Publication ban lifted on parents convicted of manslaughter in toddler’s
Matinah, 2, died when her parents, Sean and Mariah
Hosannah, failed to provide the "necessaries of life," a court ruled in
Sean and Maria Hosannah killed their 2-year-old daughter, Matinah.
The couple was convicted of manslaughter by failing to provide the
necessaries of life by a jury in Brampton last October, but until now the
names of the parents and the toddler who died
could not be published due to a sweeping publication ban
Superior Court Justice John Sproat modified the ban on Friday at the request
of the Toronto Star, making the names public.
Sproat had initially ordered the ban on Sept. 19 at the request of the
Crown, who wanted to protect the identities of Matinah’s surviving siblings,
highlighting the fact that Hosannah is an uncommon surname. It later
reversed its position and consented to the Star’s request to narrow the ban.
The Star was never seeking to name the surviving siblings.
“The routine granting of publication bans on the identity of adult accused
persons and offenders would be a radical change in the law,” Sproat wrote in
his 15-page decision. “If a publication ban is necessary in this case, it
would be necessary in any case in which a heinous crime was committed by a
person with children and an uncommon surname.”
The Star brought the application because in an open and transparent justice
system, the public has a right to know the identities of those accused and
convicted of crimes, said Daniel Stern, counsel to the Star.
The judge’s decision “shows that the names of convicted accused are
important for transparency and accountability,” he said.
Indeed, Sproat wrote, “I believe most citizens would be extremely interested
in learning the names of adults convicted of criminal offences and
Jurors at the manslaughter trial were told that Matinah was severely
malnourished and never crawled or walked. She stopped breathing on Feb. 25,
2011, and was rushed to Brampton Civic Hospital, where she was pronounced
An autopsy concluded four months later that she died from complications of
asthma and malnutrition. The trial heard she had a rare case of rickets
blamed on a lack of Vitamin D, which had also caused two broken bones. She
had not seen a doctor since March 2010 and had not received any
The Star argued its case at two hearings on Dec. 1 and Jan. 8.
“The Star challenged this ruling because we cannot allow the judicial elite
to keep secret the names of people who kill children,” said Star editor
Michael Cooke. “Justice must be open and must be seen. It is fundamental to
Justice for Children and Youth, a non-profit legal clinic, was granted
amicus curiae (friend of the court) status by Sproat in December. The
group argued against the ban, again highlighting the family’s uncommon
“A significant number of people must already know the identities of all
concerned,” Sproat wrote. “This no doubt includes some family, friends,
neighbours, teachers and health care professionals. The death of a sister,
particularly given the culpability of the parents, will no doubt cause
‘dreadfully painful times’ for the surviving siblings. That is the baseline.
Nothing a publican ban can do will change that.”
The parents usually sat impassive at their trial and during the proceedings
dealing with the Star’s application. Maria could often be seen taking notes.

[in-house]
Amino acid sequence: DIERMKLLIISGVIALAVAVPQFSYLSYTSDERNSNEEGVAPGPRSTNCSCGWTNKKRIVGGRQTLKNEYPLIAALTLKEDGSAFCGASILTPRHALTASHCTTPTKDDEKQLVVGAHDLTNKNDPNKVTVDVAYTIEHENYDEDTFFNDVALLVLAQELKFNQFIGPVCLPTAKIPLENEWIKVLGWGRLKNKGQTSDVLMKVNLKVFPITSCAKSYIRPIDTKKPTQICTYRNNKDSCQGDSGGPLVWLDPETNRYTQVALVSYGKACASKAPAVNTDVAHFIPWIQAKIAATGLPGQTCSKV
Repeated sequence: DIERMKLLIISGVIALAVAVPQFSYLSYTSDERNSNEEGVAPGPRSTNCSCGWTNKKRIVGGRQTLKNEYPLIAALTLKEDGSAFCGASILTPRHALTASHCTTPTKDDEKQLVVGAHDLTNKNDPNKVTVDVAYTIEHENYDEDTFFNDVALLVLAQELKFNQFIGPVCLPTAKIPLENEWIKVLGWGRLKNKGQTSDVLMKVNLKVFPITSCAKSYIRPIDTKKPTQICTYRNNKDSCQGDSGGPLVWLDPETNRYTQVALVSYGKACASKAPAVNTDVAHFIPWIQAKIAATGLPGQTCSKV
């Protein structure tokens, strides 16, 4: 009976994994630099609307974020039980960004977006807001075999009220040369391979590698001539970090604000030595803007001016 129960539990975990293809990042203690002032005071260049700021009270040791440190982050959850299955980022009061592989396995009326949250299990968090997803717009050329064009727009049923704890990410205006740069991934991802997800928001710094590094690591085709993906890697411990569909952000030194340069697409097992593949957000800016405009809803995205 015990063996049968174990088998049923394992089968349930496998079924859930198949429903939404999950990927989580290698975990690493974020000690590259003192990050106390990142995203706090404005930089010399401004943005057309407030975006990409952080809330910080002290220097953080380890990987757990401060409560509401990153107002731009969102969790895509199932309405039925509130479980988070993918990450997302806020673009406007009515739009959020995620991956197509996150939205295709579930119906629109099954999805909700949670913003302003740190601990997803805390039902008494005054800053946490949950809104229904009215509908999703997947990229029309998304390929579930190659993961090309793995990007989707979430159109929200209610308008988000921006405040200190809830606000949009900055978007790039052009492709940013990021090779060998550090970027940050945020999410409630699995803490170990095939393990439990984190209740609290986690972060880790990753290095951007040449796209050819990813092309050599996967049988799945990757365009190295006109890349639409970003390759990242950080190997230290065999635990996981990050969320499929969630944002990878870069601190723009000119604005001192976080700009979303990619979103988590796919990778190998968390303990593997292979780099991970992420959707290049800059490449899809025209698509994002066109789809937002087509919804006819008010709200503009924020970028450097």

In a videotaped interview with Peel police spanning nearly three hours in
October 2011 that was shown in court, Maria maintained her innocence.
“As a mom I’m very, very, very, very, very concerned about my daughter, both
of my daughters,” she told Peel Const. Paul Quashie. “I’m always on point
with everything that I do, so I’m not a neglectful mom or whatever they
trying to portray us to be.”
She said Matinah was born healthy, but believed her daughter was
“experimented on” in hospital after her birth. She said Matinah was injected
with antibiotics without Sean and Maria’s permission, “and they cause a lot
of side effects, something that could cause, you know, a child’s death.”
Matinah Kabirah Hosannah was born on Nov. 26, 2008, at St. Joseph’s Hospital
in Toronto, and weighed 2.575 kg (5.9 pounds), according to an agreed
statement of fact filed in court. She was given antibiotics and fed
intravenously because her doctors were concerned she had low blood sugar and
a possible infection. She was discharged on Nov. 30.
Maria spoke at length to police about her family’s diet. She said she only
buys whole foods, and stays away from sugar. Most of the meals she cooks are
vegetarian, she said, and typically include oats, brown rice, lentils and
navy beans. She said she avoids fish “because of with mercury and stuff like
Her family refuses vaccinations for religious reasons, she said, telling
police she had converted to Islam from Roman Catholicism.
Maria said Matinah “was speaking, you know, she was jovial, she was happy.”
She said she wasn’t able to grieve the death of her daughter, who she said
passed away in “unfortunate circumstances.”
“How could you grieve in this, in this kind of situation, you know?” she
said. “Somebody see you, and they see you as being a criminal right away.
That’s what they flashing in their eyes right away, but they don’t know
in-depth, you know, what’s really going on. So you just have to just sit
down and just take it.”
When asked at the end of the interview if she and her husband had provided
the best possible environment for their daughter, including warmth,
nutrition, education and love, she replied: “We did the best that we can.”
The Hosannahs will be sentenced on Jan. 30. They face up to life in prison.
With files from the Brampton Guardian